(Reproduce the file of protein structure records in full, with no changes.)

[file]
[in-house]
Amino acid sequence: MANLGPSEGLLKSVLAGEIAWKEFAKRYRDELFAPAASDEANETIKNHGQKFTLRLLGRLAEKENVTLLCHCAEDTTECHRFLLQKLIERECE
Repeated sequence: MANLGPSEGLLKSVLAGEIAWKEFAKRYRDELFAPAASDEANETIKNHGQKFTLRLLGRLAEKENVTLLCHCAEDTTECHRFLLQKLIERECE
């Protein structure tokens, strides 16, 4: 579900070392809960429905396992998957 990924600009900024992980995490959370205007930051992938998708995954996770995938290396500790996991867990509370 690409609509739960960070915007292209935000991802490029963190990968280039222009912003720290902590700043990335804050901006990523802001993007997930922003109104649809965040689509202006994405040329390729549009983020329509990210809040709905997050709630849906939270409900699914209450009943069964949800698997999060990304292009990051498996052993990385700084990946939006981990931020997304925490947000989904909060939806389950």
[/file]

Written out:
[in-house]
Amino acid sequence: MANLGPSEGLLKSVLAGEIAWKEFAKRYRDELFAPAASDEANETIKNHGQKFTLRLLGRLAEKENVTLLCHCAEDTTECHRFLLQKLIERECE
Repeated sequence: MANLGPSEGLLKSVLAGEIAWKEFAKRYRDELFAPAASDEANETIKNHGQKFTLRLLGRLAEKENVTLLCHCAEDTTECHRFLLQKLIERECE
């Protein structure tokens, strides 16, 4: 579900070392809960429905396992998957 990924600009900024992980995490959370205007930051992938998708995954996770995938290396500790996991867990509370 690409609509739960960070915007292209935000991802490029963190990968280039222009912003720290902590700043990335804050901006990523802001993007997930922003109104649809965040689509202006994405040329390729549009983020329509990210809040709905997050709630849906939270409900699914209450009943069964949800698997999060990304292009990051498996052993990385700084990946939006981990931020997304925490947000989904909060939806389950």